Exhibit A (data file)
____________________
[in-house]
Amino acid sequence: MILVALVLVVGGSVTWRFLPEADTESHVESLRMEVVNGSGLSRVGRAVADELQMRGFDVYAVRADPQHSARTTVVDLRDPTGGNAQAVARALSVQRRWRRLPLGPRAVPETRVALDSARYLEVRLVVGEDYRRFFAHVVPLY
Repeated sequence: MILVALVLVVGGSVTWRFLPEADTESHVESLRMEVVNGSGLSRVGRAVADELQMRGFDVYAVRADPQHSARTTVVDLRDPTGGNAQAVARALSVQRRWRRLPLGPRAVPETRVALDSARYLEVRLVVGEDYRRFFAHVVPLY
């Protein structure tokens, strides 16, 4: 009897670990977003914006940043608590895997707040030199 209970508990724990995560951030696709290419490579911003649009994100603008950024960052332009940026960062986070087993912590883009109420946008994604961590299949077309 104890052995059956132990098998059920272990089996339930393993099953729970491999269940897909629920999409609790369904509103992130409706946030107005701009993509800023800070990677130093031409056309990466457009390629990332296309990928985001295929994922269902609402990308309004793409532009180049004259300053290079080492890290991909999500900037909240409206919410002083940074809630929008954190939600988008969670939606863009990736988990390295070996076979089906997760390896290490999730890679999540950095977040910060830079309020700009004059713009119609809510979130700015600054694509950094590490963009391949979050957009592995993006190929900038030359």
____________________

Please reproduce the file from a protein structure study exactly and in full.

[in-house]
Amino acid sequence: MILVALVLVVGGSVTWRFLPEADTESHVESLRMEVVNGSGLSRVGRAVADELQMRGFDVYAVRADPQHSARTTVVDLRDPTGGNAQAVARALSVQRRWRRLPLGPRAVPETRVALDSARYLEVRLVVGEDYRRFFAHVVPLY
Repeated sequence: MILVALVLVVGGSVTWRFLPEADTESHVESLRMEVVNGSGLSRVGRAVADELQMRGFDVYAVRADPQHSARTTVVDLRDPTGGNAQAVARALSVQRRWRRLPLGPRAVPETRVALDSARYLEVRLVVGEDYRRFFAHVVPLY
């Protein structure tokens, strides 16, 4: 009897670990977003914006940043608590895997707040030199 209970508990724990995560951030696709290419490579911003649009994100603008950024960052332009940026960062986070087993912590883009109420946008994604961590299949077309 104890052995059956132990098998059920272990089996339930393993099953729970491999269940897909629920999409609790369904509103992130409706946030107005701009993509800023800070990677130093031409056309990466457009390629990332296309990928985001295929994922269902609402990308309004793409532009180049004259300053290079080492890290991909999500900037909240409206919410002083940074809630929008954190939600988008969670939606863009990736988990390295070996076979089906997760390896290490999730890679999540950095977040910060830079309020700009004059713009119609809510979130700015600054694509950094590490963009391949979050957009592995993006190929900038030359």